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See: Tight money
A monetary policy in which a central bank sets low interest rates so that credit is easily attainable. This makes borrowing easy for business, which stimulates investment and expansion of operations. The immediate result of cheap money is a boost in stock prices; in the medium term, cheap money promotes economic growth. However, if cheap money remains in the economy for too long, it can lead to a situation in which there is a glut of currency or too many dollars chasing too few goods and services leading to inflation. For this reason, most central banks alternate between policies of cheap money and tight money in varying degrees to encourage growth while keeping inflation under control.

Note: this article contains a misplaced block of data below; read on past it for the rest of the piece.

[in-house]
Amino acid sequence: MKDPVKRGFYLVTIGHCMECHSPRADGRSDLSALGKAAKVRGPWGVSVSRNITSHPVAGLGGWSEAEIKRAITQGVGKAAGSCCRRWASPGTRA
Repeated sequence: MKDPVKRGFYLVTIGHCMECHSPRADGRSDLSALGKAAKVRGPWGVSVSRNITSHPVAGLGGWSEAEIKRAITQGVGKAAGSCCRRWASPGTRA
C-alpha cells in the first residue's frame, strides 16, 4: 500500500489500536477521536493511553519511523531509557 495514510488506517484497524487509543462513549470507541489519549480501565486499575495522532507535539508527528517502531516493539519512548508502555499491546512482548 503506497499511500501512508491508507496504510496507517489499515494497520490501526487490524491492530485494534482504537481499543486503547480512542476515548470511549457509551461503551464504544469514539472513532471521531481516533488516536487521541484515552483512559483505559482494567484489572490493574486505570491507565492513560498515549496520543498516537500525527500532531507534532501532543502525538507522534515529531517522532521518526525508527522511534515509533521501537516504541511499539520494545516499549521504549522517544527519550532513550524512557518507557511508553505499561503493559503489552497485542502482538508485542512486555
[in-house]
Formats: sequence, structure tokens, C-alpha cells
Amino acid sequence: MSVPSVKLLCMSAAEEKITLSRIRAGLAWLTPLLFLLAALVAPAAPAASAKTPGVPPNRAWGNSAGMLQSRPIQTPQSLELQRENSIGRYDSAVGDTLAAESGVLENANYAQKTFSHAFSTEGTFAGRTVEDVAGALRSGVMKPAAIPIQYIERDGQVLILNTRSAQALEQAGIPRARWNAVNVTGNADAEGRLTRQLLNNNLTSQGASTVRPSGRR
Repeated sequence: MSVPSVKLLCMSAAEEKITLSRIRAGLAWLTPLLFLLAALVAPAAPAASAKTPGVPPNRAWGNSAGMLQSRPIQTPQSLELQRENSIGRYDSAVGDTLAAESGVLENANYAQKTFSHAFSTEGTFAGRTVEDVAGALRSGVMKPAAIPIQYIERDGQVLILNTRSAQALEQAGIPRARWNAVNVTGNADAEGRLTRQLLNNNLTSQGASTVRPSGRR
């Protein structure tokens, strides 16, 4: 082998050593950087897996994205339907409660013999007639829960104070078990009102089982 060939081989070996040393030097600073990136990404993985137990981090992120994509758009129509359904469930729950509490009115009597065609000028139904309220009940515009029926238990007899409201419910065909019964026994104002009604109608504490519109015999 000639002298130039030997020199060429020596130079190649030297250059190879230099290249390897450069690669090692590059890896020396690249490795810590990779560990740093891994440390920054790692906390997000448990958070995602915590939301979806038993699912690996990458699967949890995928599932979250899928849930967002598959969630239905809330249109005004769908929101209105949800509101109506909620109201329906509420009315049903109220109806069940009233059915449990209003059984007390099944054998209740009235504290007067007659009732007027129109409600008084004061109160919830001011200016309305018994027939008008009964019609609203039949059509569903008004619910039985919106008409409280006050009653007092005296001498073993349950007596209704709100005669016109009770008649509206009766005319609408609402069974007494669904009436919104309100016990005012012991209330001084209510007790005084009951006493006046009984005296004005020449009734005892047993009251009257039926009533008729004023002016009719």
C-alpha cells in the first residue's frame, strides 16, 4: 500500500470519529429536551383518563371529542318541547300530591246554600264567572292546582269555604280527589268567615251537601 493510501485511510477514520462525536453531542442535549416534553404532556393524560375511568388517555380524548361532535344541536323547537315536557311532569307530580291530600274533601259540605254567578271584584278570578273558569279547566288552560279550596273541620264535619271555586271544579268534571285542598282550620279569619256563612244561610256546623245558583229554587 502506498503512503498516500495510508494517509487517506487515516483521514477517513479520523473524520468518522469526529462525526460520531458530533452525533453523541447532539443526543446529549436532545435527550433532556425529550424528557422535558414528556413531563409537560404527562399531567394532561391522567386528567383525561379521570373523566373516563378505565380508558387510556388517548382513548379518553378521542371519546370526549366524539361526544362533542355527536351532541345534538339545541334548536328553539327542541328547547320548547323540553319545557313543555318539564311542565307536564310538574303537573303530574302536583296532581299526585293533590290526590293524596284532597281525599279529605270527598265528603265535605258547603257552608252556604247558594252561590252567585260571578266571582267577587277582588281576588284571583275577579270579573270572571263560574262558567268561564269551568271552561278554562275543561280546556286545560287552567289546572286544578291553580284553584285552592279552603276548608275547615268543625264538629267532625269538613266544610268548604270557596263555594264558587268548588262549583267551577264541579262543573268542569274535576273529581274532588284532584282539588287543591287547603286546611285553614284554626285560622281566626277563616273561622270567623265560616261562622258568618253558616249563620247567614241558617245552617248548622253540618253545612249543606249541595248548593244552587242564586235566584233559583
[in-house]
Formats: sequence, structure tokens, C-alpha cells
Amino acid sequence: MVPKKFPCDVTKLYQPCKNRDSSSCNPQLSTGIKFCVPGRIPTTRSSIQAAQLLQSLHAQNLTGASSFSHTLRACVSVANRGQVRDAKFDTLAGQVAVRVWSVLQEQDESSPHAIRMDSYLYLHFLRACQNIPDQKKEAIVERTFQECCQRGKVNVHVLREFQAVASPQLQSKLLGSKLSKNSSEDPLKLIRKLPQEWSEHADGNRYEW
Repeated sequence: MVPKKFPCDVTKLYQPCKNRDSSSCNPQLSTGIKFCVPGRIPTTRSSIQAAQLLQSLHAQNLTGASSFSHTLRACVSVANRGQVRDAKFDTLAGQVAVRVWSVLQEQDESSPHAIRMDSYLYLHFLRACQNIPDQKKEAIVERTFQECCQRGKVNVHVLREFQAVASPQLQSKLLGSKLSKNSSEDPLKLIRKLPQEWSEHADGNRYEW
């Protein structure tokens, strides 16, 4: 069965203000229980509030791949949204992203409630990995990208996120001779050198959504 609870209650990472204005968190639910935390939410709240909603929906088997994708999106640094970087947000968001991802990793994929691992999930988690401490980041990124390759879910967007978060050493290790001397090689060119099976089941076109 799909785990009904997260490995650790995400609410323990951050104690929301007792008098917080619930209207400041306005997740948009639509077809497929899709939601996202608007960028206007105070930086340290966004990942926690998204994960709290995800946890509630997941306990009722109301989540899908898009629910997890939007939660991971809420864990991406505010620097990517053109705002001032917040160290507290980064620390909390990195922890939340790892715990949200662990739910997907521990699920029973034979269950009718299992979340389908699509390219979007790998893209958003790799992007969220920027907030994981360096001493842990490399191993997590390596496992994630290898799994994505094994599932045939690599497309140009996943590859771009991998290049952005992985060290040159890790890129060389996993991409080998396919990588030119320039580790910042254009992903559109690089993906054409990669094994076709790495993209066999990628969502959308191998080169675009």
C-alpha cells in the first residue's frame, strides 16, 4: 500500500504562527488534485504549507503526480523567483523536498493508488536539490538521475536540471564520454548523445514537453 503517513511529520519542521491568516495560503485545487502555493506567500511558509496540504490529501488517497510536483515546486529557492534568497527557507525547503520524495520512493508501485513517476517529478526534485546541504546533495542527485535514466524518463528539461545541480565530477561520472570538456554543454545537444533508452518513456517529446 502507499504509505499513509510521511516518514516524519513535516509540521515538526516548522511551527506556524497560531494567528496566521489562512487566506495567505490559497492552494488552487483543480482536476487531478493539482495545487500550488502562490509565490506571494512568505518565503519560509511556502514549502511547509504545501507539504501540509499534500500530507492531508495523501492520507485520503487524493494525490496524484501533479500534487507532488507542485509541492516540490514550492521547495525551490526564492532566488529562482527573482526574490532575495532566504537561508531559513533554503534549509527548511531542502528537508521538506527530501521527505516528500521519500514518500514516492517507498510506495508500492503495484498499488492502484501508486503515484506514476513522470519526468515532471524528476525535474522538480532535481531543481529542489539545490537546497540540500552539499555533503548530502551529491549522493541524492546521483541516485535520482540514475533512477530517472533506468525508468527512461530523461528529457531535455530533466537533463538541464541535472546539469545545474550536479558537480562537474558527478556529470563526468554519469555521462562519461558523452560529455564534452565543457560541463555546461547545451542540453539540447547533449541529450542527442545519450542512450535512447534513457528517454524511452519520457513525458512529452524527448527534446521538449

A condition of the money supply in which the Federal Reserve permits substantial funds to accrue in the banking system, thereby cutting interest rates and facilitating the acquisition of loans. In the resultant period when borrowing is relatively easy and inexpensive, security prices may be initially stimulated. But an extended period of easy money eventually may depress security values as investors begin to fear inflation. Also called cheap money. Compare tight money.